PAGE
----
Second, use the Hot Hemmer (item #7806) from my Clover Press Perfect line to fold and press the seam allowance before turning the project right sides out. Fold the seam allowance over the Hemmer and match the edge to the 1/2″ mark, then press. Do this for both pieces of fabric at the opening. Once turned, the seam allowance will be easy to finish by machine or hand.
I like to make the pillow form and I don’t put too much stuffing in. I love a pillow with a little give.
The next place the Hot Hemmer saves me on this project is the hem on the pillow cover. Fold the fabric over the bottom edge of the Hemmer and match the edge to the size needed, then press. Rather than measuring and marking, here and there, you can tackle the whole hem in one step. The long firm edge of the Hemmer allows you to press a good portion of the project at once, rather than approaching it piecemeal. Press with the Hemmer in place – it can take the heat and steam without getting too hot to touch.
That Little Pinch
The pillow has a little pinch at the sides that draws the fabric in around the pillow form for a more elegant option. It’s a simple open ended dart or tuck, and it’s a great way learn about structure and design. This little detail is simple, yet takes the project to a whole new level. Use the Hot Hemmer to measure and mark the pinch, then stitch.
The In A Pinch is a great project to share with someone new to sewing. Learn about fabric selection, construction, working with different materials and tools. It’s a very forgiving project, so it will look great whether it’s perfect or not. But it will be loved plenty by the sewist or gifty recipient.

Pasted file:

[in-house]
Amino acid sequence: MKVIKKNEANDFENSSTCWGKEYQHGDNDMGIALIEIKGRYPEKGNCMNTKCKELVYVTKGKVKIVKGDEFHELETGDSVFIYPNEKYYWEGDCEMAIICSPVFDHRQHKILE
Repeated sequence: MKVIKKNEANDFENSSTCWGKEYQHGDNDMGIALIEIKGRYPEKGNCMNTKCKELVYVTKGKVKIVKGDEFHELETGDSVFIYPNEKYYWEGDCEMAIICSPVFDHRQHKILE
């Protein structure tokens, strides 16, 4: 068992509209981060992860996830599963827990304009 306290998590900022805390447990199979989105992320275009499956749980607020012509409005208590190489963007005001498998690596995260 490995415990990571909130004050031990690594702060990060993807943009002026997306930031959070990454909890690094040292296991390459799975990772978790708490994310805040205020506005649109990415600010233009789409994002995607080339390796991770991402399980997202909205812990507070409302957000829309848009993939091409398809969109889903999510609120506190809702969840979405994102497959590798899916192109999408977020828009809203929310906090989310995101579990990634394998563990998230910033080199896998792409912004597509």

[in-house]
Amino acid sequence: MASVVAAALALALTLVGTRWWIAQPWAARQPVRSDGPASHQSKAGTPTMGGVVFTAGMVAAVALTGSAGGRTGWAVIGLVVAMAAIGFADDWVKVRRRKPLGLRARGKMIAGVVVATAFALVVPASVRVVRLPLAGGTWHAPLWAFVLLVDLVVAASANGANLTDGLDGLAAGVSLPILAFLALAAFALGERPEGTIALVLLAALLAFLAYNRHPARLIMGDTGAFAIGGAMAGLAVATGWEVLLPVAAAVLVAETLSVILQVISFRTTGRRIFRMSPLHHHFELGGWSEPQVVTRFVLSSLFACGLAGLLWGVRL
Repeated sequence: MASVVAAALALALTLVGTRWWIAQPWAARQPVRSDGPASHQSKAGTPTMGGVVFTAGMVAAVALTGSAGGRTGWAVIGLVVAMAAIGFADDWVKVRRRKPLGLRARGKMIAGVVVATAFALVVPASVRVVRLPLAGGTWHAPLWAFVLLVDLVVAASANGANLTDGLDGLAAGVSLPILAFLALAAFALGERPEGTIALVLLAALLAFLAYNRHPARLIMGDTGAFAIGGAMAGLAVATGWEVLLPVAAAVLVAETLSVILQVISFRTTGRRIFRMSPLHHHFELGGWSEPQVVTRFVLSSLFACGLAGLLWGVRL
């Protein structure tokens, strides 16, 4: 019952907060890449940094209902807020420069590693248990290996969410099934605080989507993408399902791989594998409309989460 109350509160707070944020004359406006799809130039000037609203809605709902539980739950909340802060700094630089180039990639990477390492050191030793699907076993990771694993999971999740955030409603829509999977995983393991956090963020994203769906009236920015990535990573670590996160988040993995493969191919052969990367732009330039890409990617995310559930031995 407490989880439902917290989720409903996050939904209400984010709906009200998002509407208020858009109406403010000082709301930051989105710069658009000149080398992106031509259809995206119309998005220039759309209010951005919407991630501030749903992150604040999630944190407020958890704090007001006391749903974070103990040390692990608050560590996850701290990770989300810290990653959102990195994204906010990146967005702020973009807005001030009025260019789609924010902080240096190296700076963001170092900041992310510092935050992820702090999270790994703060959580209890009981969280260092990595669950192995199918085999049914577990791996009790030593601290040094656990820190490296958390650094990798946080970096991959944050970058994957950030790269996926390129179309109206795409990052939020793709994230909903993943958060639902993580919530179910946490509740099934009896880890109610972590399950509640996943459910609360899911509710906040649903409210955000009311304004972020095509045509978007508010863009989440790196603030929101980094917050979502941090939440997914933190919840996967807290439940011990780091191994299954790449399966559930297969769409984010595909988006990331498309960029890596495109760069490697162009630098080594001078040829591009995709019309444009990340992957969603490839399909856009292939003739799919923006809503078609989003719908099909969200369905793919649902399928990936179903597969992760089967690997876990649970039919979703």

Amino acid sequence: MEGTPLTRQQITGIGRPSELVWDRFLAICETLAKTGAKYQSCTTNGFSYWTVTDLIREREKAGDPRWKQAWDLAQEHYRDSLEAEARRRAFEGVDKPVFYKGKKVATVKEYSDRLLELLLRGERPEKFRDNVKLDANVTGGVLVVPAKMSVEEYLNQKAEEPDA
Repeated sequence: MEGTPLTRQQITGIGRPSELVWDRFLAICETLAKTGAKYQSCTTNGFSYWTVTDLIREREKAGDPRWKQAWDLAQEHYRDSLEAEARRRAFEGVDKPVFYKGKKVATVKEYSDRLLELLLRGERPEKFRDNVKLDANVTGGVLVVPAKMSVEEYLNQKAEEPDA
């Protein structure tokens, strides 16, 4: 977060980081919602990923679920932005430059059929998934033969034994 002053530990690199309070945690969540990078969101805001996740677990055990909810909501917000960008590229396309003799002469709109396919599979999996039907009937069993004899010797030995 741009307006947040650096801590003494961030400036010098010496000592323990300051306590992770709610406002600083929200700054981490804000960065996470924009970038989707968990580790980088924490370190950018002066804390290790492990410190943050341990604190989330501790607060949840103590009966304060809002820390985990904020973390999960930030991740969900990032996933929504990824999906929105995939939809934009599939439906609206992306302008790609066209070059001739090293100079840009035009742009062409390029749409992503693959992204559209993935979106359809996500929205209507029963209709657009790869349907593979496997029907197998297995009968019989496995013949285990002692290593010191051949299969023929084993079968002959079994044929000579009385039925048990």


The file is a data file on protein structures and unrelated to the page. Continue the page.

Three lucky winners will win a Hot Hemmer! Here’s how, we want you to tell us how you can use the Hot Hemmer, most helpful tips will win!!!
We are pleased to celebrate one year of Tool School during the month of July. Throughout the year we have explored Clover tools with Steve Butler the sales manager here at Clover. Steve has expertise in the sewing and needlecraft industry. Co-founder of Superior Threads. Steve has taught numerous classes at all major sewing machine conventions, regional trade shows, international Quilt Market, various machine embroidery venues and has been a four time repeat guest on Martha Pullen’s popular PBS series, “Martha’s Sewing Room”.
We’ve had a blast and hope you have too! We want to celebrate by doing a special giveaway on the first three tools from Tool School, the 5-in-1 Sliding Gauge the Hot Hemmer and the No Hassle Triangles Gauge. If you haven’t been with us through the entire journey, don’t worry you can still look at all past Tool School posts here on our blog and coming soon to our website http://www.clover-usa.com. Sign up for Tool School Today!